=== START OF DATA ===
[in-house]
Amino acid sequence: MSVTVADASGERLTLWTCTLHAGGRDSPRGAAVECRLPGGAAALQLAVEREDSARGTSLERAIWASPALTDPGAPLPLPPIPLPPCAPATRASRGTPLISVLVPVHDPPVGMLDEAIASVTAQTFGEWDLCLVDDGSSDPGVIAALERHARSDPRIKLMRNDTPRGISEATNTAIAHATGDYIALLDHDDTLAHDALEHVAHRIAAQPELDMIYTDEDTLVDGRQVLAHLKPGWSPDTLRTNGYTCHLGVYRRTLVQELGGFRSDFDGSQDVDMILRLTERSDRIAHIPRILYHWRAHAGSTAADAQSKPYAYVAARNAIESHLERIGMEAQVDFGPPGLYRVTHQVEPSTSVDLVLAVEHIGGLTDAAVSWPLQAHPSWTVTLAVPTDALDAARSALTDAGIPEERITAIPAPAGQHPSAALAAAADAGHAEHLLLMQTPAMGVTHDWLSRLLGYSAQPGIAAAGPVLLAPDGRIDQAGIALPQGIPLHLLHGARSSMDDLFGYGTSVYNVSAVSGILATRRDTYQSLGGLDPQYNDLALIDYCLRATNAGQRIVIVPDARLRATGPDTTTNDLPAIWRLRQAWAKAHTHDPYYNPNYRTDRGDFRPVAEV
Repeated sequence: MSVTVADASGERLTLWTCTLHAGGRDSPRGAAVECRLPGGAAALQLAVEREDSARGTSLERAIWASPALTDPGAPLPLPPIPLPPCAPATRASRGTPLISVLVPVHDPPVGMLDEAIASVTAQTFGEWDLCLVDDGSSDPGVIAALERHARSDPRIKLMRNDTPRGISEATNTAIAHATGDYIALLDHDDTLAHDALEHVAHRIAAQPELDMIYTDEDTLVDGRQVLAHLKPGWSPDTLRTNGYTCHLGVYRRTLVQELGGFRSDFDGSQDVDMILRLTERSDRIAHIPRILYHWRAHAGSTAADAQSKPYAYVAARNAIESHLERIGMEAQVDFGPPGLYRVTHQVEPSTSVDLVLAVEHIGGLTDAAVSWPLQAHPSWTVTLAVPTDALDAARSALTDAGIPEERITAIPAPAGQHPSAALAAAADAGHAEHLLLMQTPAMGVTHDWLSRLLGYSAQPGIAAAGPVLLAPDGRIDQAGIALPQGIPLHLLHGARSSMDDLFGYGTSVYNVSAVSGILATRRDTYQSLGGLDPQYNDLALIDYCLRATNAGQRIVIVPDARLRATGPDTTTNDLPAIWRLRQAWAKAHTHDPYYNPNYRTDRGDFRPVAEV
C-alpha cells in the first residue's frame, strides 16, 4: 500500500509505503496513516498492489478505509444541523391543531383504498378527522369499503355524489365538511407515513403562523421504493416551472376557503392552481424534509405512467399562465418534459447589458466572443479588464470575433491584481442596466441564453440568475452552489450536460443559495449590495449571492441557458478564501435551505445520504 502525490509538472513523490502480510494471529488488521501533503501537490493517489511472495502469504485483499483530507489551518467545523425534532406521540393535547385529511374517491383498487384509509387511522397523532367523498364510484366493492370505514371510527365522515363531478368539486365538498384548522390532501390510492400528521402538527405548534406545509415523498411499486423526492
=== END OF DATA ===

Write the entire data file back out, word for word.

[in-house]
Amino acid sequence: MSVTVADASGERLTLWTCTLHAGGRDSPRGAAVECRLPGGAAALQLAVEREDSARGTSLERAIWASPALTDPGAPLPLPPIPLPPCAPATRASRGTPLISVLVPVHDPPVGMLDEAIASVTAQTFGEWDLCLVDDGSSDPGVIAALERHARSDPRIKLMRNDTPRGISEATNTAIAHATGDYIALLDHDDTLAHDALEHVAHRIAAQPELDMIYTDEDTLVDGRQVLAHLKPGWSPDTLRTNGYTCHLGVYRRTLVQELGGFRSDFDGSQDVDMILRLTERSDRIAHIPRILYHWRAHAGSTAADAQSKPYAYVAARNAIESHLERIGMEAQVDFGPPGLYRVTHQVEPSTSVDLVLAVEHIGGLTDAAVSWPLQAHPSWTVTLAVPTDALDAARSALTDAGIPEERITAIPAPAGQHPSAALAAAADAGHAEHLLLMQTPAMGVTHDWLSRLLGYSAQPGIAAAGPVLLAPDGRIDQAGIALPQGIPLHLLHGARSSMDDLFGYGTSVYNVSAVSGILATRRDTYQSLGGLDPQYNDLALIDYCLRATNAGQRIVIVPDARLRATGPDTTTNDLPAIWRLRQAWAKAHTHDPYYNPNYRTDRGDFRPVAEV
Repeated sequence: MSVTVADASGERLTLWTCTLHAGGRDSPRGAAVECRLPGGAAALQLAVEREDSARGTSLERAIWASPALTDPGAPLPLPPIPLPPCAPATRASRGTPLISVLVPVHDPPVGMLDEAIASVTAQTFGEWDLCLVDDGSSDPGVIAALERHARSDPRIKLMRNDTPRGISEATNTAIAHATGDYIALLDHDDTLAHDALEHVAHRIAAQPELDMIYTDEDTLVDGRQVLAHLKPGWSPDTLRTNGYTCHLGVYRRTLVQELGGFRSDFDGSQDVDMILRLTERSDRIAHIPRILYHWRAHAGSTAADAQSKPYAYVAARNAIESHLERIGMEAQVDFGPPGLYRVTHQVEPSTSVDLVLAVEHIGGLTDAAVSWPLQAHPSWTVTLAVPTDALDAARSALTDAGIPEERITAIPAPAGQHPSAALAAAADAGHAEHLLLMQTPAMGVTHDWLSRLLGYSAQPGIAAAGPVLLAPDGRIDQAGIALPQGIPLHLLHGARSSMDDLFGYGTSVYNVSAVSGILATRRDTYQSLGGLDPQYNDLALIDYCLRATNAGQRIVIVPDARLRATGPDTTTNDLPAIWRLRQAWAKAHTHDPYYNPNYRTDRGDFRPVAEV
C-alpha cells in the first residue's frame, strides 16, 4: 500500500509505503496513516498492489478505509444541523391543531383504498378527522369499503355524489365538511407515513403562523421504493416551472376557503392552481424534509405512467399562465418534459447589458466572443479588464470575433491584481442596466441564453440568475452552489450536460443559495449590495449571492441557458478564501435551505445520504 502525490509538472513523490502480510494471529488488521501533503501537490493517489511472495502469504485483499483530507489551518467545523425534532406521540393535547385529511374517491383498487384509509387511522397523532367523498364510484366493492370505514371510527365522515363531478368539486365538498384548522390532501390510492400528521402538527405548534406545509415523498411499486423526492